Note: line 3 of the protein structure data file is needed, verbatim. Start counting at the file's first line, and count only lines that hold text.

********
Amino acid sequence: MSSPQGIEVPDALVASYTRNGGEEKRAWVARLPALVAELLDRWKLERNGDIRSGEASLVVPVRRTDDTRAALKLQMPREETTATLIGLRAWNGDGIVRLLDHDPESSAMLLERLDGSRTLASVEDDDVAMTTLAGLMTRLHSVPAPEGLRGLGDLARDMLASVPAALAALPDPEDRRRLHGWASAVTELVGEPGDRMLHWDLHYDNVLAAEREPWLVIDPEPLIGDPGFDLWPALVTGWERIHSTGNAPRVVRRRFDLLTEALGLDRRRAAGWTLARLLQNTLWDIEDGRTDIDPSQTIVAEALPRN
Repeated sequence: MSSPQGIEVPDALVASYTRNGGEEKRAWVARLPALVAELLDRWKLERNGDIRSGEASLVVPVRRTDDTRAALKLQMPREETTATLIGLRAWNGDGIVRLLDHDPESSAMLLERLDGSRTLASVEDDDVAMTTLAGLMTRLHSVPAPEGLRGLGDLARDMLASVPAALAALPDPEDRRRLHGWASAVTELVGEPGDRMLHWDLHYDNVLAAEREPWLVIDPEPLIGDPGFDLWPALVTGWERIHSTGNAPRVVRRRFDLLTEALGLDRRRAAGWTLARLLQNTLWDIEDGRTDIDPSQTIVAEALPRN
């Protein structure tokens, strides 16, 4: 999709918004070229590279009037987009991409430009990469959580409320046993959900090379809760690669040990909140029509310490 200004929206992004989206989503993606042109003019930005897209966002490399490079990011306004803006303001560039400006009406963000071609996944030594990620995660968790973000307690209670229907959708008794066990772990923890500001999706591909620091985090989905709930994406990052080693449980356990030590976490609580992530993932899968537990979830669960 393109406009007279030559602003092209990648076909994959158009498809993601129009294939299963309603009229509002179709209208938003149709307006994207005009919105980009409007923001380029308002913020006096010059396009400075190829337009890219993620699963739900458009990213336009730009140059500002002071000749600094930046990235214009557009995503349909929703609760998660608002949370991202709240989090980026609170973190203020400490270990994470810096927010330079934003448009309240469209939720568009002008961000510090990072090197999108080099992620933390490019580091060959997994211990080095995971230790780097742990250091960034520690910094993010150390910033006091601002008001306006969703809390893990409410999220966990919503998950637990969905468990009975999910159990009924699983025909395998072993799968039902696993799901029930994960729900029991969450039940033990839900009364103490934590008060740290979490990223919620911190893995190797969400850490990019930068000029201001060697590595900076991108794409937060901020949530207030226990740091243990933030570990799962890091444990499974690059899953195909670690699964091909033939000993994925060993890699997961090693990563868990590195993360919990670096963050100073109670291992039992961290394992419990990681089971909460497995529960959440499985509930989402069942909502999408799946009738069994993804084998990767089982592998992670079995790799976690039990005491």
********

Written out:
């Protein structure tokens, strides 16, 4: 999709918004070229590279009037987009991409430009990469959580409320046993959900090379809760690669040990909140029509310490 200004929206992004989206989503993606042109003019930005897209966002490399490079990011306004803006303001560039400006009406963000071609996944030594990620995660968790973000307690209670229907959708008794066990772990923890500001999706591909620091985090989905709930994406990052080693449980356990030590976490609580992530993932899968537990979830669960 393109406009007279030559602003092209990648076909994959158009498809993601129009294939299963309603009229509002179709209208938003149709307006994207005009919105980009409007923001380029308002913020006096010059396009400075190829337009890219993620699963739900458009990213336009730009140059500002002071000749600094930046990235214009557009995503349909929703609760998660608002949370991202709240989090980026609170973190203020400490270990994470810096927010330079934003448009309240469209939720568009002008961000510090990072090197999108080099992620933390490019580091060959997994211990080095995971230790780097742990250091960034520690910094993010150390910033006091601002008001306006969703809390893990409410999220966990919503998950637990969905468990009975999910159990009924699983025909395998072993799968039902696993799901029930994960729900029991969450039940033990839900009364103490934590008060740290979490990223919620911190893995190797969400850490990019930068000029201001060697590595900076991108794409937060901020949530207030226990740091243990933030570990799962890091444990499974690059899953195909670690699964091909033939000993994925060993890699997961090693990563868990590195993360919990670096963050100073109670291992039992961290394992419990990681089971909460497995529960959440499985509930989402069942909502999408799946009738069994993804084998990767089982592998992670079995790799976690039990005491």